Beyond its cognitive benefits, cacao has a profound impact on physical health. Its high magnesium content supports muscle function and relaxation, making it an excellent aid for stress relief and sleep. Moreover, studies suggest that regular consumption of cacao may lower the risk of chronic conditions such as heart disease and diabetes, thanks to its ability to regulate blood pressure and improve insulin sensitivity.

In Ceremonies:

When we talk about cacao as ceremonial cacao we are talking about this high grade, flavorful, traditional unprocessed chocolate that is used to emulate some of the spiritual practices that have been used by the indigenous in South America. The indigenous practices historically have used cacao for life-affirming ceremonies including births, marriages, battles, and to honor the Gods. When consumed mindfully, cacao can induce a state of heightened focus, creativity, and clarity, making it a favorite among meditators and spiritual seekers as it is also understood as a “Heart Opener”.

In traditional medicine systems like Ayurveda and Traditional Chinese Medicine, ceremonial cacao is revered for its therapeutic properties. It’s often used to alleviate digestive issues, menstrual discomfort, and respiratory ailments. Its warming nature and anti-inflammatory properties make it a valuable ingredient in herbal remedies for everything from coughs and colds to arthritis and joint pain.

Ceremonial cacao gatherings, inspired by indigenous traditions, have become popular worldwide as a way to honor the spirit of cacao and harness its healing energies. These ceremonies often involve ritualistic preparation and consumption of pure, unadulterated cacao accompanied by meditation, music, and heartfelt intention-setting. However, anyone can make a ceremonial cacao drink! It can be done at any time. It can be used in the morning to start your day or in the evening before bed to close your day and release. The key to ceremonial cacao based on the indigenous view of this plant is that every plant has medicine, plants are alive with its own sacred energy and properties for healing so you approach it with reverence and intention.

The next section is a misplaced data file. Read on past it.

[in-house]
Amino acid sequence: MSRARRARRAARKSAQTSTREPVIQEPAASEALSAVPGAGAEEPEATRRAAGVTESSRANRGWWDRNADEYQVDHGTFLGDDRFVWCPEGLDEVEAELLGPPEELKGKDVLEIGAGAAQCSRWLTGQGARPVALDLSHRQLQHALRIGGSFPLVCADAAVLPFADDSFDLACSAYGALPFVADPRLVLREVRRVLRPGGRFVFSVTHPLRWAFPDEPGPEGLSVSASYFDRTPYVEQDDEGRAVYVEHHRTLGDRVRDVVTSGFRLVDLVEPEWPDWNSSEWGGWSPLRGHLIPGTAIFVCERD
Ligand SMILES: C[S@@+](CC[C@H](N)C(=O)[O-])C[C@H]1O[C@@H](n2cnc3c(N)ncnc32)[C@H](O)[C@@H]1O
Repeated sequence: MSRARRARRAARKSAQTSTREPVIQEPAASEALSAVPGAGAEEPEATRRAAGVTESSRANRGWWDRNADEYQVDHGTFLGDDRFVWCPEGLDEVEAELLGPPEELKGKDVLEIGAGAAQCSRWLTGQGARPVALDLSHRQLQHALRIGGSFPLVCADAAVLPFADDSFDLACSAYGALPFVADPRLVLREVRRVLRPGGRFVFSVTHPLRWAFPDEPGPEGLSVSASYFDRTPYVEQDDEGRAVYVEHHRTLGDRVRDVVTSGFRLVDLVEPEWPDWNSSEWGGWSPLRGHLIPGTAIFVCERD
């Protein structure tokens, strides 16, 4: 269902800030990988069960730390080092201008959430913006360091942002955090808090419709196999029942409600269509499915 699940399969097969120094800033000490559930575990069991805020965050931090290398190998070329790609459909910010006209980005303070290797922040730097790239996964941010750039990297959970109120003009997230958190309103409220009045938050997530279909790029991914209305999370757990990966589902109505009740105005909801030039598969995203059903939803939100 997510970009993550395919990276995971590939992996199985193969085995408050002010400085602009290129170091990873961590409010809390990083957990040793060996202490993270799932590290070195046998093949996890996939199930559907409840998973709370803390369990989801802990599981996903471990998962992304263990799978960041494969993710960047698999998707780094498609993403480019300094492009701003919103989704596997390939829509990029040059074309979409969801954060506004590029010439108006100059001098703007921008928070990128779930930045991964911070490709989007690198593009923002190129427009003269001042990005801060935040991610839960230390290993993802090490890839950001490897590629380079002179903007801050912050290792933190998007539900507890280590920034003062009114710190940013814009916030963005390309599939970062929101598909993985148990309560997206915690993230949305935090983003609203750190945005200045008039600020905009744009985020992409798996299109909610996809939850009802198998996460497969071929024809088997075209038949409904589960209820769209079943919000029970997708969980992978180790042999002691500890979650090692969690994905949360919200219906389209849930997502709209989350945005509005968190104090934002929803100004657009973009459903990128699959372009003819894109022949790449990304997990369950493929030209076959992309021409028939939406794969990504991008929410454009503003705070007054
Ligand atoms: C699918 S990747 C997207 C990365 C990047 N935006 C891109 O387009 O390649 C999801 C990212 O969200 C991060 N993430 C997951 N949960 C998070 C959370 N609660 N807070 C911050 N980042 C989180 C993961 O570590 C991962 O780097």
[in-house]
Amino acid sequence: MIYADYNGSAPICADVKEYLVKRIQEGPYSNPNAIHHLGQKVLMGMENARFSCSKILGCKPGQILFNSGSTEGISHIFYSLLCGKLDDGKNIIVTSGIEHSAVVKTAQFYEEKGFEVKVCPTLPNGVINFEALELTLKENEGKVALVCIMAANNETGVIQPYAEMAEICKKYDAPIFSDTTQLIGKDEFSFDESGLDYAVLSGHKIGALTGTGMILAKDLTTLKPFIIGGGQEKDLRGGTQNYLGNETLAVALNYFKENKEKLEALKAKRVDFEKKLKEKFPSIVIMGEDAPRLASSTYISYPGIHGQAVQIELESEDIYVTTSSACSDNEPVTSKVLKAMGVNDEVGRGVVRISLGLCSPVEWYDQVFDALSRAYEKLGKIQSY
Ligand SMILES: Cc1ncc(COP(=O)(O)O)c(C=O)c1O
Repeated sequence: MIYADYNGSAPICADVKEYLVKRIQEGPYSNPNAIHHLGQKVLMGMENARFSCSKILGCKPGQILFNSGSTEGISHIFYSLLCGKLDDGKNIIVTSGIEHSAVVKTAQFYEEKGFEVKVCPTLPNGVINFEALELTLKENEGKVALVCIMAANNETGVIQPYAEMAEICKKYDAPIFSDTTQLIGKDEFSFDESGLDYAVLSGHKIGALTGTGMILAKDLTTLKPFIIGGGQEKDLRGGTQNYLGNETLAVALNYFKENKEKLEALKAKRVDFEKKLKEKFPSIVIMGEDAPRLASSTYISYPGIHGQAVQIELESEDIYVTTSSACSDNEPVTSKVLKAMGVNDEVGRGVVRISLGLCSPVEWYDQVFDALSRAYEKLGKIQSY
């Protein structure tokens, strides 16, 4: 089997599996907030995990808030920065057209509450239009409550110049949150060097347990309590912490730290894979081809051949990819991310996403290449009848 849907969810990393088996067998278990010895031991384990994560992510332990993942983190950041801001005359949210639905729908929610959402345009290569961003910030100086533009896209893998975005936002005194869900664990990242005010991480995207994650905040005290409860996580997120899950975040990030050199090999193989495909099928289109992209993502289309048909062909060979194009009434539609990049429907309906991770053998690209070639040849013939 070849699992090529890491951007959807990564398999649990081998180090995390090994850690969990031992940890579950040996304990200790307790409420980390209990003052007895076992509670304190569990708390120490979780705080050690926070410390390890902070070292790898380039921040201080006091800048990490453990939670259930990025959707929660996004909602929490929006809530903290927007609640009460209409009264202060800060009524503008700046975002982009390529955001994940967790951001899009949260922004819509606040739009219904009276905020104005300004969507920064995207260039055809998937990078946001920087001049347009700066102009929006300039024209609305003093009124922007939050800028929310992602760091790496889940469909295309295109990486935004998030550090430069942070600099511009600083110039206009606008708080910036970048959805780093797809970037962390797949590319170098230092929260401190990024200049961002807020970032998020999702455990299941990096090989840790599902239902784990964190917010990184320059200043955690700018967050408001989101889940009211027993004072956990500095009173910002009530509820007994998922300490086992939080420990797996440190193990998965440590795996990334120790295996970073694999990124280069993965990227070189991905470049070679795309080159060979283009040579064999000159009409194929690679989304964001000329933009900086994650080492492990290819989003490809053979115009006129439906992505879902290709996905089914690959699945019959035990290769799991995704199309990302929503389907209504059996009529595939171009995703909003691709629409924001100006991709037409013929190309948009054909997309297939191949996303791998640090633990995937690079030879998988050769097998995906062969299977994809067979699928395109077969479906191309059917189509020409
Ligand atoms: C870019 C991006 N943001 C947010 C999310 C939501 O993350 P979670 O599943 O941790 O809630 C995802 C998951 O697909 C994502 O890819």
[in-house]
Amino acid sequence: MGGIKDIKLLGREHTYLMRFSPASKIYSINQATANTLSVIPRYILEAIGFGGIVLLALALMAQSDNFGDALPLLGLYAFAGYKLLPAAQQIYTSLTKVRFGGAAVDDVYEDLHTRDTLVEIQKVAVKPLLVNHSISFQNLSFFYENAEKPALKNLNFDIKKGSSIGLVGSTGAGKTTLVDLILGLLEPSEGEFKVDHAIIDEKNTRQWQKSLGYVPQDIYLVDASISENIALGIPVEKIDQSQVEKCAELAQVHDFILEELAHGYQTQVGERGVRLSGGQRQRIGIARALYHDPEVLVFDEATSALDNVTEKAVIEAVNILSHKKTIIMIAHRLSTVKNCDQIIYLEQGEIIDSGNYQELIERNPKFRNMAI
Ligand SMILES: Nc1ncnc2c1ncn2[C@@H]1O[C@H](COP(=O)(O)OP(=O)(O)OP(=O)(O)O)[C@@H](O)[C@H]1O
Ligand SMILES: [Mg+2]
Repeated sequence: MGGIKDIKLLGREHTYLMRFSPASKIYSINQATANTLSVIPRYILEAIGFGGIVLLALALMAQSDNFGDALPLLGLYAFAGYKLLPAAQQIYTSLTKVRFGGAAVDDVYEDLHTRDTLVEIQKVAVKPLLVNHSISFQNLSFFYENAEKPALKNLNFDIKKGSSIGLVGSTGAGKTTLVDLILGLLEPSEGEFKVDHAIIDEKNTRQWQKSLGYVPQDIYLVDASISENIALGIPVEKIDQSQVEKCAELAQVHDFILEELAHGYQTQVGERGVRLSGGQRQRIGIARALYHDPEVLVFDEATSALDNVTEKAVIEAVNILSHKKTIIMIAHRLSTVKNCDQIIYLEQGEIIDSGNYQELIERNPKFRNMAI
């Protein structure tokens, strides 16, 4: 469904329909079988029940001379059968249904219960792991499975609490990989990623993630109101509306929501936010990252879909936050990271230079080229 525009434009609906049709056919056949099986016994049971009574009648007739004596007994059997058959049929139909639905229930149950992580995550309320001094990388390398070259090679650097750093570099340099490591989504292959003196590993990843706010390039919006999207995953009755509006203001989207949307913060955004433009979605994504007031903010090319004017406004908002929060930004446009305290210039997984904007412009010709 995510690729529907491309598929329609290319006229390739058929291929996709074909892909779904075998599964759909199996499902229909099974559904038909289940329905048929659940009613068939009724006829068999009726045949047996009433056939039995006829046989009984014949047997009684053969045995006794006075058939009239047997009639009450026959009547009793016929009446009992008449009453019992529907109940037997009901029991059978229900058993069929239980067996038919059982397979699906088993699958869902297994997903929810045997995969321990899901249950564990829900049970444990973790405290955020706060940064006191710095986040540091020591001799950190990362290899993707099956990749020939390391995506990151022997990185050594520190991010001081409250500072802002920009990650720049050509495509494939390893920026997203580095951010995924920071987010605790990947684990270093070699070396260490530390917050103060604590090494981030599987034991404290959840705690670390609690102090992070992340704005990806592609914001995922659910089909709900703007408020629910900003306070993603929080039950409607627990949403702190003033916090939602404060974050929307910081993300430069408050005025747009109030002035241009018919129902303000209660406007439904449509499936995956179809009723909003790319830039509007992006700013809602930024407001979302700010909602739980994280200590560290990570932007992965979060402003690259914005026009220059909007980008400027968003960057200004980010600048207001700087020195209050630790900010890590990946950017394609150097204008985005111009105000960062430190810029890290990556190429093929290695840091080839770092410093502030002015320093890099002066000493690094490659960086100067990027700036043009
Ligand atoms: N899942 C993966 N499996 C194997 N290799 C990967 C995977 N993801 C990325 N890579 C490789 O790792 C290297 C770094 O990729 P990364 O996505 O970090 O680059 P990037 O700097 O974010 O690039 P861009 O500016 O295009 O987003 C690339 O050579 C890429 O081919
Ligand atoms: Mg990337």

You begin by focusing on the process of making your chocolate by measuring out the cacao and melt it over hot water. For intention setting and gatherings 30-35 grams per 8 oz cup is a good amount. You can add cinnamon, lavender, rose, and you can add other spices, and honey or milk if so desired. The ceremony of the drink is in the preparation so do not put it into a blender as that will lose the process of what you are trying to do to connect with the cacao. Once you pour it into your cup you can light some sage or other incense around your cup, focus on your breathing for a few moments as you inhale the steam, continue to breathe, and set your intention and slowly blow into your cup and drink. Cultivate this into a connected spiritual practice by adding some favorite meditative music, bring your journal into your space, and meditate. Ceremonial Cacao can be a great additional to your self-care or sacred ritual practice.

I will be providing a ceremonial cacao gathering with hape’ and ceremonial cacao on April 27th if you are interested. Please reach out to with any questions, or click HERE for additional information.